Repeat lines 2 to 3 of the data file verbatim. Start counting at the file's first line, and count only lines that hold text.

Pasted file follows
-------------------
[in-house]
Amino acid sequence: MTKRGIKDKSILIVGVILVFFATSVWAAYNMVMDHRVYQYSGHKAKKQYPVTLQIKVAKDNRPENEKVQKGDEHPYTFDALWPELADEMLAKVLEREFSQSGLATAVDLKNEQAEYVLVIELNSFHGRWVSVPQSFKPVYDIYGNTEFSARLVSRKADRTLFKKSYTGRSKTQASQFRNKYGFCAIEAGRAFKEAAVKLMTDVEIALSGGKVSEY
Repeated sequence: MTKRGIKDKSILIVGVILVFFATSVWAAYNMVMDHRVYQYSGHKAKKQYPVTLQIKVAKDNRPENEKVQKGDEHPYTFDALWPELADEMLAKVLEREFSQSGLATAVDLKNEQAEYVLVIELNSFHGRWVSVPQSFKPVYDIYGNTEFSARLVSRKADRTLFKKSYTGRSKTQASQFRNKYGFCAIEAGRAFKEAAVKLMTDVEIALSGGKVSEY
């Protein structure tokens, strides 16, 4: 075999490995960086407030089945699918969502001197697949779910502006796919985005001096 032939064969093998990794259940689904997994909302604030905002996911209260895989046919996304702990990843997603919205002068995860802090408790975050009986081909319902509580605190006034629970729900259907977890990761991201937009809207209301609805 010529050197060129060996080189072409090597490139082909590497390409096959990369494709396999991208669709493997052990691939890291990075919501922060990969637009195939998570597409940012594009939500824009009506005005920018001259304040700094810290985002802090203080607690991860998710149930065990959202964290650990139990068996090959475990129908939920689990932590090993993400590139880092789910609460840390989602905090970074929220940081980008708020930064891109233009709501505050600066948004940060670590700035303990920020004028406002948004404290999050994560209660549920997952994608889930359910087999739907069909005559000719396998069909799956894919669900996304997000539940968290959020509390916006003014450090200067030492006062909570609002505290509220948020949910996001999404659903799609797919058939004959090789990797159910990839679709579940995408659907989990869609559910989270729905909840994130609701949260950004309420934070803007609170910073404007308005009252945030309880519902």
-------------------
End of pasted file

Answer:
Amino acid sequence: MTKRGIKDKSILIVGVILVFFATSVWAAYNMVMDHRVYQYSGHKAKKQYPVTLQIKVAKDNRPENEKVQKGDEHPYTFDALWPELADEMLAKVLEREFSQSGLATAVDLKNEQAEYVLVIELNSFHGRWVSVPQSFKPVYDIYGNTEFSARLVSRKADRTLFKKSYTGRSKTQASQFRNKYGFCAIEAGRAFKEAAVKLMTDVEIALSGGKVSEY
Repeated sequence: MTKRGIKDKSILIVGVILVFFATSVWAAYNMVMDHRVYQYSGHKAKKQYPVTLQIKVAKDNRPENEKVQKGDEHPYTFDALWPELADEMLAKVLEREFSQSGLATAVDLKNEQAEYVLVIELNSFHGRWVSVPQSFKPVYDIYGNTEFSARLVSRKADRTLFKKSYTGRSKTQASQFRNKYGFCAIEAGRAFKEAAVKLMTDVEIALSGGKVSEY